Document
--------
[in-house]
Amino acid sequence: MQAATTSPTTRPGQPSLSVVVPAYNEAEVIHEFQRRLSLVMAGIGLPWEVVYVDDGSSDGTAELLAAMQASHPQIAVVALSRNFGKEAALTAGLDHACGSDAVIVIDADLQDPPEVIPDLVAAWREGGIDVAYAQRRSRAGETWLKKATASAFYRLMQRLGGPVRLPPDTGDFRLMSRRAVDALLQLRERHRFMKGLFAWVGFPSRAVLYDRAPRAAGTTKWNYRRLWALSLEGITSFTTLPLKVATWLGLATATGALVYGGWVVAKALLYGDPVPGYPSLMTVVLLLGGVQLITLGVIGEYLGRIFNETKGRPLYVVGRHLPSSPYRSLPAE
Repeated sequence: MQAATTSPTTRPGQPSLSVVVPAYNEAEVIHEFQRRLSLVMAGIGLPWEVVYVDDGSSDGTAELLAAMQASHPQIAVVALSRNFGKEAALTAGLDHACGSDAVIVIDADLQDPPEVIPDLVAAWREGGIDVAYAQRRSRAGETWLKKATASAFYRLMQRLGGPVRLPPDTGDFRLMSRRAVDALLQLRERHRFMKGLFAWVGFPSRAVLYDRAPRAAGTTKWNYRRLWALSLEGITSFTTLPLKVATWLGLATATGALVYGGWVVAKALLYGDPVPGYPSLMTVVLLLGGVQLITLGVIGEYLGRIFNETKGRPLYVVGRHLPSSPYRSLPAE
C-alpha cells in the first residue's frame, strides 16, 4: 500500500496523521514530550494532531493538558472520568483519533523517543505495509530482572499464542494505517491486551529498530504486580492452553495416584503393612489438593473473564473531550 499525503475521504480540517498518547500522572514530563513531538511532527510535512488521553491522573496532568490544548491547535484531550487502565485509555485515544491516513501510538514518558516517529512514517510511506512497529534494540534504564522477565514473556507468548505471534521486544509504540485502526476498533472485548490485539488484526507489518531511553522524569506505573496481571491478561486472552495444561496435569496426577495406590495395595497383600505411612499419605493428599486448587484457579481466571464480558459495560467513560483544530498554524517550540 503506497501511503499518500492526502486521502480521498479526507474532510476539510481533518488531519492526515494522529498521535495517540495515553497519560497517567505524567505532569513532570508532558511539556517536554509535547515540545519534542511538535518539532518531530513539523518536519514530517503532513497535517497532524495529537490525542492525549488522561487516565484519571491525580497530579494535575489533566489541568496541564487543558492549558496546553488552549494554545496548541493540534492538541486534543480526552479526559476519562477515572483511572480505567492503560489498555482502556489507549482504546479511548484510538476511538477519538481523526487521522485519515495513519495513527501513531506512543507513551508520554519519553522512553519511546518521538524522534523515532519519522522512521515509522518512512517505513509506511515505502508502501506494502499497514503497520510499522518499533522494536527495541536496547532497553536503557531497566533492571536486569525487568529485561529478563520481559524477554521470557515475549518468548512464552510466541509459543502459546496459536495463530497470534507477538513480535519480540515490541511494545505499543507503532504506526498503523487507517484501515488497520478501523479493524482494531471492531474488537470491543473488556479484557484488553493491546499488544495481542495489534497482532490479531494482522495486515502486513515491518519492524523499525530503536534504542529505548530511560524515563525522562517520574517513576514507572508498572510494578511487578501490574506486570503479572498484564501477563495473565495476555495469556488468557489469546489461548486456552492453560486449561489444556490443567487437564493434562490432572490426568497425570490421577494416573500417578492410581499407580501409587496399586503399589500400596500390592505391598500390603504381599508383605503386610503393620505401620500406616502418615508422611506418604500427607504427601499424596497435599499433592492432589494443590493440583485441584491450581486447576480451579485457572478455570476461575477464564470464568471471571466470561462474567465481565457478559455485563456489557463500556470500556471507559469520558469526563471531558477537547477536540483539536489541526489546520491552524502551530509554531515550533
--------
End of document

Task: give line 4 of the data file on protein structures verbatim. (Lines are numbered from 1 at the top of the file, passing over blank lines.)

C-alpha cells in the first residue's frame, strides 16, 4: 500500500496523521514530550494532531493538558472520568483519533523517543505495509530482572499464542494505517491486551529498530504486580492452553495416584503393612489438593473473564473531550 499525503475521504480540517498518547500522572514530563513531538511532527510535512488521553491522573496532568490544548491547535484531550487502565485509555485515544491516513501510538514518558516517529512514517510511506512497529534494540534504564522477565514473556507468548505471534521486544509504540485502526476498533472485548490485539488484526507489518531511553522524569506505573496481571491478561486472552495444561496435569496426577495406590495395595497383600505411612499419605493428599486448587484457579481466571464480558459495560467513560483544530498554524517550540 503506497501511503499518500492526502486521502480521498479526507474532510476539510481533518488531519492526515494522529498521535495517540495515553497519560497517567505524567505532569513532570508532558511539556517536554509535547515540545519534542511538535518539532518531530513539523518536519514530517503532513497535517497532524495529537490525542492525549488522561487516565484519571491525580497530579494535575489533566489541568496541564487543558492549558496546553488552549494554545496548541493540534492538541486534543480526552479526559476519562477515572483511572480505567492503560489498555482502556489507549482504546479511548484510538476511538477519538481523526487521522485519515495513519495513527501513531506512543507513551508520554519519553522512553519511546518521538524522534523515532519519522522512521515509522518512512517505513509506511515505502508502501506494502499497514503497520510499522518499533522494536527495541536496547532497553536503557531497566533492571536486569525487568529485561529478563520481559524477554521470557515475549518468548512464552510466541509459543502459546496459536495463530497470534507477538513480535519480540515490541511494545505499543507503532504506526498503523487507517484501515488497520478501523479493524482494531471492531474488537470491543473488556479484557484488553493491546499488544495481542495489534497482532490479531494482522495486515502486513515491518519492524523499525530503536534504542529505548530511560524515563525522562517520574517513576514507572508498572510494578511487578501490574506486570503479572498484564501477563495473565495476555495469556488468557489469546489461548486456552492453560486449561489444556490443567487437564493434562490432572490426568497425570490421577494416573500417578492410581499407580501409587496399586503399589500400596500390592505391598500390603504381599508383605503386610503393620505401620500406616502418615508422611506418604500427607504427601499424596497435599499433592492432589494443590493440583485441584491450581486447576480451579485457572478455570476461575477464564470464568471471571466470561462474567465481565457478559455485563456489557463500556470500556471507559469520558469526563471531558477537547477536540483539536489541526489546520491552524502551530509554531515550533